Electronic Fantasy Spaceship by Vangelis… PBS
I adored two shows as a boy. The first was The scavenger huntin which John Housemen played the strict Harvard law professor Charles W. Kingsfield Jr. The other was cosmoswhich was moderated by an astronomer, Carl Sagan, who was married between 1957 and 1996 to a biologist whose work, Symbiotic Planetchanged my life in 2008. (Both shows aired on PBS, the only channel my shumba mom would allow me without restrictions.)
Well, my childhood had two life changing experiences. First watched war of stars with my aunt (Maiguru to be precise) in 1977. This was the moment that happened in Seattle (my childhood summer town) when I saw for the first time that Christianity was not structuring the whole universe. It wasn’t basic. Evil could be Satan or Darth Vader and good could be Jesus or Luke Skywalker. This discovery broke my boyish spirit. No one had told me that Jesus could not be considered all good on Jupiter or Alpha Centauri or a galaxy far, far away.
My atheism was born that afternoon in that theater. (war of stars was the first movie I watched.) But I needed something to fill the growing vacuum created by the experience. I still had to believe in something. Nothing was not enough. I was mentally helpless until I saw the first episode of cosmos towards the end of 1980.
Three things about this show moved me deeply. One was Carl Sagan himself (so sane, so thoughtful, so human), another was the Starship of the Imagination (a “starship/set that Sagan traveled in wonderful space and time in…with translucent skin and a control panel of glittering crystals…”) and finally the show’s theme song, “Heaven and Hell”, by a Greek composer who died of COVID-19 on Tuesday May 17, Vangelis.
i was sold I believed in God, but in a worldly one. A god made of starcloth, to use Sagan’s language. But the transmission of my religion from the church to the stars would not have been possible without Vangelis’ stirring Heaven and Hell. I did my best not to miss the opening of the show, because this sad and starry piece gave my emotional access to the essence of the show’s defining imagery: planets, stellar gas clouds, pulsars, galaxies.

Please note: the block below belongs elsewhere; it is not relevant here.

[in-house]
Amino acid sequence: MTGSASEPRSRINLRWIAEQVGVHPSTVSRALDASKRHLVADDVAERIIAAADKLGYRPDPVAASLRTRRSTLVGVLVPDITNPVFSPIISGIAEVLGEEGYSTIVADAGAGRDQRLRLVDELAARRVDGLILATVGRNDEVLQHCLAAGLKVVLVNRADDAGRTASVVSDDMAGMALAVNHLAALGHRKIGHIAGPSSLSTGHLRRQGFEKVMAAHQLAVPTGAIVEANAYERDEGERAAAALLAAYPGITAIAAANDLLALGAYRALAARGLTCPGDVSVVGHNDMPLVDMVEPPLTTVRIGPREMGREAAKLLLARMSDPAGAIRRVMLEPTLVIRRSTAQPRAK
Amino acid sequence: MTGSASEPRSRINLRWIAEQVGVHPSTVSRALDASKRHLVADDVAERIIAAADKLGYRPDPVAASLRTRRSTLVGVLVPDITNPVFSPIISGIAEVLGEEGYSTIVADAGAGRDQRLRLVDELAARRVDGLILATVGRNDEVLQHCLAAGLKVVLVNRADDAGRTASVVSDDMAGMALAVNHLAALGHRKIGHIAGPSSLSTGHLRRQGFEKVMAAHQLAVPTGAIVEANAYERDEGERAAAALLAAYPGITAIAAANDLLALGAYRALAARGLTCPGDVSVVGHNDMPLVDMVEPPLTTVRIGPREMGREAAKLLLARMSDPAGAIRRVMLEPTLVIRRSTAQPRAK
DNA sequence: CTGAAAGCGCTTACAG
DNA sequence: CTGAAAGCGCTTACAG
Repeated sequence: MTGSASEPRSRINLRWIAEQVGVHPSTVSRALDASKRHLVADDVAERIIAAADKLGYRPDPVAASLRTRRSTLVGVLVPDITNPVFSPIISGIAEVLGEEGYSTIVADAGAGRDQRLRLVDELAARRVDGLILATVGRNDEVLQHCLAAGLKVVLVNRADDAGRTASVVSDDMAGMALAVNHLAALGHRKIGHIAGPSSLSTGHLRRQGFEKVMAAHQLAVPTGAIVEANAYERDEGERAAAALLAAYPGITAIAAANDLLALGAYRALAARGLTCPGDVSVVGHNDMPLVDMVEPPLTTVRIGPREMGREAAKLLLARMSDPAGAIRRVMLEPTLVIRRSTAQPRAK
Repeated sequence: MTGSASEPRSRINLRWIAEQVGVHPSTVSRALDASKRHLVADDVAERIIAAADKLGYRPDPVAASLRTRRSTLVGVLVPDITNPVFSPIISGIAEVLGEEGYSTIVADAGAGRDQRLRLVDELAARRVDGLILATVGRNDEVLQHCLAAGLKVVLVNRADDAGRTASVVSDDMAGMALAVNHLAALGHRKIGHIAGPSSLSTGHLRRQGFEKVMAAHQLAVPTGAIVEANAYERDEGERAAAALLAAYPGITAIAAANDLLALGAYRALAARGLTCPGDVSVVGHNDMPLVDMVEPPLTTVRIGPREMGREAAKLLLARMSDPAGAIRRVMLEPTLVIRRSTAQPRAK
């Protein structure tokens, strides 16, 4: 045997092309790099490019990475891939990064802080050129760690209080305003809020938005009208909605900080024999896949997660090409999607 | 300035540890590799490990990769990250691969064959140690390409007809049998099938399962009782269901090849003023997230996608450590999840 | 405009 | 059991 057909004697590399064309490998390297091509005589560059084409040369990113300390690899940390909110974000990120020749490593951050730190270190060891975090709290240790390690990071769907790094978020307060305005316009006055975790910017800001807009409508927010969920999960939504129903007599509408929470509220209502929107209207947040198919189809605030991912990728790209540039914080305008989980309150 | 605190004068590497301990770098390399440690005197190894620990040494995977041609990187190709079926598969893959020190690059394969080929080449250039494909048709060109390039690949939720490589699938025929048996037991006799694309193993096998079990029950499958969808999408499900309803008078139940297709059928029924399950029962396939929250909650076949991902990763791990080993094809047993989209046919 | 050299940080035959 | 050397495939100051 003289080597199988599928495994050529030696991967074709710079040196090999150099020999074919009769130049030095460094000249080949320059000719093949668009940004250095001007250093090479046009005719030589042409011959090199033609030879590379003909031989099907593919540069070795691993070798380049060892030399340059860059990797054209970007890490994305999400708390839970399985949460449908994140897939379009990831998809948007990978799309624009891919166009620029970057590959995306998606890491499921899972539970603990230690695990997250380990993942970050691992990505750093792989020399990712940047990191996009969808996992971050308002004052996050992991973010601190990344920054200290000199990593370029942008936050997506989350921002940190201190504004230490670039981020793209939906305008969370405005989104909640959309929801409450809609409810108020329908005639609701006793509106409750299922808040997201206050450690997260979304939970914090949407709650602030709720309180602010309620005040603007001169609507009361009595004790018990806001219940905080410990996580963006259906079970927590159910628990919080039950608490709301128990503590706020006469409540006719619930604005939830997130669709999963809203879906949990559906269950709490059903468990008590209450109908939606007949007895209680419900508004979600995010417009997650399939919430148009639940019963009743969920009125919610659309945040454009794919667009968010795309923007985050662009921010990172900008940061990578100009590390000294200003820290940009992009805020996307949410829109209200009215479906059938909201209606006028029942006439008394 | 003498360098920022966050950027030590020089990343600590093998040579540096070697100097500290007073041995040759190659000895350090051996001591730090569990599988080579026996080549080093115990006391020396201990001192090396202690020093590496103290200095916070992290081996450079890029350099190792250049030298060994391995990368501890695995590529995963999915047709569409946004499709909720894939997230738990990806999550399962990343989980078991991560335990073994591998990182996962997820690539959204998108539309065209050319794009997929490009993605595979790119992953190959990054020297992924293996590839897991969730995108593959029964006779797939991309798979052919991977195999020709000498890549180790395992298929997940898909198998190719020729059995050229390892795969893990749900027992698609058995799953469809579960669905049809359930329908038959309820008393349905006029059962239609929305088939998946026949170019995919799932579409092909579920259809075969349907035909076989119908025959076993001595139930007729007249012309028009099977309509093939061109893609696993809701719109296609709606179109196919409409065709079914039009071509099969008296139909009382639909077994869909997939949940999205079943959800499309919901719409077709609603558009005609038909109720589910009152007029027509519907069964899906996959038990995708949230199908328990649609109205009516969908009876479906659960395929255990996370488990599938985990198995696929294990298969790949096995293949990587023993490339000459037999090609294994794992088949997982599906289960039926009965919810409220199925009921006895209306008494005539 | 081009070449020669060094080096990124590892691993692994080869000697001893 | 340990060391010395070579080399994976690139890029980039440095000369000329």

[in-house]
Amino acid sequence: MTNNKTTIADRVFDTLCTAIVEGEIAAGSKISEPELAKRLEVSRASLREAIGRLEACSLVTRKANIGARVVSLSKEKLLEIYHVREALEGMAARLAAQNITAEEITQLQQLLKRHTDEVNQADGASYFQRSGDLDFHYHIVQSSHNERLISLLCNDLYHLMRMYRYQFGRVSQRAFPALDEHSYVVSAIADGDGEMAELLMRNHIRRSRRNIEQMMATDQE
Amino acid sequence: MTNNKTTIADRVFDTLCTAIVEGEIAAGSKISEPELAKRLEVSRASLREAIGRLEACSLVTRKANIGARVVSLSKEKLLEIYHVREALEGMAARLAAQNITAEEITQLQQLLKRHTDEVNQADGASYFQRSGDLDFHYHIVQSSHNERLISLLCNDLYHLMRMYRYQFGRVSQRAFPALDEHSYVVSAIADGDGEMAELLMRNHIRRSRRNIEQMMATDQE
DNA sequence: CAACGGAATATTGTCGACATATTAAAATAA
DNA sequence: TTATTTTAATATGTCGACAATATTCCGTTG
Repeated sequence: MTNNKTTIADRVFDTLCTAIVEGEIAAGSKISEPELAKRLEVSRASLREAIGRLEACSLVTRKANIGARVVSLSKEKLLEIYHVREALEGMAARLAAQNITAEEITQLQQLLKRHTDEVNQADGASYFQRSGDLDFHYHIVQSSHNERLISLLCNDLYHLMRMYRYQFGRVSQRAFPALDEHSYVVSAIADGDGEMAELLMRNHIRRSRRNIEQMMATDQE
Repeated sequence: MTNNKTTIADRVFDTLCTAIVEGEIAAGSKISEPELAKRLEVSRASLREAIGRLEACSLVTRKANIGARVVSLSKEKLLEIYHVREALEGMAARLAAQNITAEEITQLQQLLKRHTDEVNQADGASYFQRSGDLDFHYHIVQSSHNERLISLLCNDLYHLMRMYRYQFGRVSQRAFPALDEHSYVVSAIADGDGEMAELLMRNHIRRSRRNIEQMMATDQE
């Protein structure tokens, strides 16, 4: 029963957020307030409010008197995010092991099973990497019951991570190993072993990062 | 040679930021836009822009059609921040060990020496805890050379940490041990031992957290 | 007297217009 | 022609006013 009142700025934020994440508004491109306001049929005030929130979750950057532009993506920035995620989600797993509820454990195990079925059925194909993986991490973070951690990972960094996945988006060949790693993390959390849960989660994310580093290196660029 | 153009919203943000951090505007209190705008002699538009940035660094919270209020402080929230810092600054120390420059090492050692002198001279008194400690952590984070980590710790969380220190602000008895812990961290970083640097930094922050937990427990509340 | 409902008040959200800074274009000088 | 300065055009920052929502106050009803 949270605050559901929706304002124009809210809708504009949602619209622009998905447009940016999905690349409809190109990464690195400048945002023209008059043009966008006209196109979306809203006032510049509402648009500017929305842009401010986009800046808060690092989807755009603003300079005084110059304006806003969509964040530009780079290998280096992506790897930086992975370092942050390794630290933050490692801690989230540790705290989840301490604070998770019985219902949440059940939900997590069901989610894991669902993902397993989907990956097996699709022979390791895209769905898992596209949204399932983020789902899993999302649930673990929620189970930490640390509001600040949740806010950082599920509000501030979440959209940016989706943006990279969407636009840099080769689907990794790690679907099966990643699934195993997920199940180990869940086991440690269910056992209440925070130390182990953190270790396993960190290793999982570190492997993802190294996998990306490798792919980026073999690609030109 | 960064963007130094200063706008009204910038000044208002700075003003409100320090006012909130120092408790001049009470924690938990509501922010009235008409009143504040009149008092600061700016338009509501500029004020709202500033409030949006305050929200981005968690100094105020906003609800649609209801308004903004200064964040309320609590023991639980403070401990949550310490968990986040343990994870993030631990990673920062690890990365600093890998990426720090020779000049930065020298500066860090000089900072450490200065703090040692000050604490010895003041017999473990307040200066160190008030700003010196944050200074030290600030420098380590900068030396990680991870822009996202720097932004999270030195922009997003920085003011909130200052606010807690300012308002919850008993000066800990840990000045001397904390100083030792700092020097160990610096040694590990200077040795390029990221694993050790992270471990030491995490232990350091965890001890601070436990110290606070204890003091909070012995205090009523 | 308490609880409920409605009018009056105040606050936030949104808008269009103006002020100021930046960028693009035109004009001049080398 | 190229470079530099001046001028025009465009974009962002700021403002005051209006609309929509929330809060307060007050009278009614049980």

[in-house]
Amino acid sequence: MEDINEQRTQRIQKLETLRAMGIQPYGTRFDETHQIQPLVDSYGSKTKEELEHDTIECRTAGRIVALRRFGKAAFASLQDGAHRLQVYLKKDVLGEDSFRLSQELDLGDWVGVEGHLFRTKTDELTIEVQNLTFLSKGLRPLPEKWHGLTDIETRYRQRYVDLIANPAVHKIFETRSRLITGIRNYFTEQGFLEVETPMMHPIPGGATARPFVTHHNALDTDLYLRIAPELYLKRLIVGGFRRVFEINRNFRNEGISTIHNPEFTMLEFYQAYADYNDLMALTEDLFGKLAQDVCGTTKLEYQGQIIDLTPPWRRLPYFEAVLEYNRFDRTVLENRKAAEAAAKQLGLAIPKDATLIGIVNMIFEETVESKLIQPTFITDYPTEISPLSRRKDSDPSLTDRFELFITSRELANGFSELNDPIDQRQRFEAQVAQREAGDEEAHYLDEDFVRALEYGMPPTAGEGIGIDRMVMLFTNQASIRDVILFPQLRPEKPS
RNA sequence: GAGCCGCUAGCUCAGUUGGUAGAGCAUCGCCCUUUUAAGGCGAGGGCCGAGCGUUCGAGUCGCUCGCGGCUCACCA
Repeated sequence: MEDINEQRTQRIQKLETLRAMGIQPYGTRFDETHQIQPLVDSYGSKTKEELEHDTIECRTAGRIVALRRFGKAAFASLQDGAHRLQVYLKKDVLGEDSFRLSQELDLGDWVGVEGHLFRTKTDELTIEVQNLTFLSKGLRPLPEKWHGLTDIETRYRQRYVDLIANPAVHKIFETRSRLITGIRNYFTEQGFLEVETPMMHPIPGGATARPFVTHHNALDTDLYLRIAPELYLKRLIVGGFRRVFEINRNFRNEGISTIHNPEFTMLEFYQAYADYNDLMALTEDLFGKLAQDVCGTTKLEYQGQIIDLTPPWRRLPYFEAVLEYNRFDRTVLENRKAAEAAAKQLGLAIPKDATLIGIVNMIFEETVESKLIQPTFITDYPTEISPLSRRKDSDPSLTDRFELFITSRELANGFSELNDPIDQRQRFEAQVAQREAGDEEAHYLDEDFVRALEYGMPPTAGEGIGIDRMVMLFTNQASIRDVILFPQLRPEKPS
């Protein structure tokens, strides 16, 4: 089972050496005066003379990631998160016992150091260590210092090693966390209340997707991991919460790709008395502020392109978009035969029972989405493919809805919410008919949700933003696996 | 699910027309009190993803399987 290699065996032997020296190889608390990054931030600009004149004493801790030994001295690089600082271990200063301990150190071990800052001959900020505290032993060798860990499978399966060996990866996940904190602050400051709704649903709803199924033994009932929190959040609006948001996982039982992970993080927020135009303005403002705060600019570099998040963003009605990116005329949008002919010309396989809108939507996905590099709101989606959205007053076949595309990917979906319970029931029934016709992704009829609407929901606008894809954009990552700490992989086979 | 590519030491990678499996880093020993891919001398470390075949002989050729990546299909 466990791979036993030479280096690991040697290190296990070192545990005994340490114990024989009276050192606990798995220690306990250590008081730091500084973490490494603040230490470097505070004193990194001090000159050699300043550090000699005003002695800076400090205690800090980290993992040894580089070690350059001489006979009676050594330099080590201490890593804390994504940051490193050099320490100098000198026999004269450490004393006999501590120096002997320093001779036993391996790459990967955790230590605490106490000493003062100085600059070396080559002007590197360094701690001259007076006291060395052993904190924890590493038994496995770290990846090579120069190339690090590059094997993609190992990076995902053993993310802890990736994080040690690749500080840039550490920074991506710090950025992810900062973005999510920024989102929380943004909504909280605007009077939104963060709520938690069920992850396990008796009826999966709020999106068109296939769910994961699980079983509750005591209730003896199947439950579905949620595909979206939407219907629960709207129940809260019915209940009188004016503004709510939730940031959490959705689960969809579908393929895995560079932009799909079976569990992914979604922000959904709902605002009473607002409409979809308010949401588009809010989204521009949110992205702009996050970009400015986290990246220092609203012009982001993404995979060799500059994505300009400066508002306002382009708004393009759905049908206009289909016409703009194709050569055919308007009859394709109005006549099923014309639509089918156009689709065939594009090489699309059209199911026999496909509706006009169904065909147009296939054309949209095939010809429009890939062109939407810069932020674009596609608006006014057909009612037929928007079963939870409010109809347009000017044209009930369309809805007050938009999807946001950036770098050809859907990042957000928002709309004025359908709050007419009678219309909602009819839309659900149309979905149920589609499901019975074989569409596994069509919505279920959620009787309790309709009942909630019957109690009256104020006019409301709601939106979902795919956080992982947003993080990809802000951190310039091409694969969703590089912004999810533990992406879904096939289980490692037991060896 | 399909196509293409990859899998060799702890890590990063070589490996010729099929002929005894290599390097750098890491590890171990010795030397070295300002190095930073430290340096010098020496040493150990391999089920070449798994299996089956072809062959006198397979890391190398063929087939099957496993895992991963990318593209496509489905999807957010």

Towards the end of the second episode of cosmos“A voice in the cosmic fugue,” Sagan said something that really amazed me: “The molecules of life fill the universe.” And as he speculated about life on other worlds and the cinema-lost Jesus in universal matter and physical laws transformed into life, Vangelis delivered a perfect piece of music: “Alpha”.
Fifteen years later, Canadian producers Dino & Terry took “Alpha” and turned it into a deep trip-hop groove, “Gibby Disco”:
Best known for a soundtrack that did nothing for me (the Chariots of Fire theme), Vangelis provided the revolutionary soundtrack for a film that brought cyberpunk to the big screen for the first time. Bladerunner. My first encounter with this work was in Harare in 1984. I rented the film from a video store in the Chisipite mall. I was with my friend Martin. After playing Asteroids in an arcade, we went to see the film at his place on Enterprise Road. Once we got over our speechlessness, we couldn’t stop talking about and watching the sci-fi film again.
There is not enough time in my life to even come close to saying enough about the music/images in this work: its opening (the fiery industrial explosions of an endless city whose pollution has turned day to night and rain poisonous); its climax (a police car landing on top of a 300-story police station); its conclusion (a techno beat as the doomed androids flee to the Pacific Northwest). The way of feeling this Los Angeles that in 1982 was the year 2019 was made so real by a genius who gave me the cosmos and the urban sublime, Vangelis.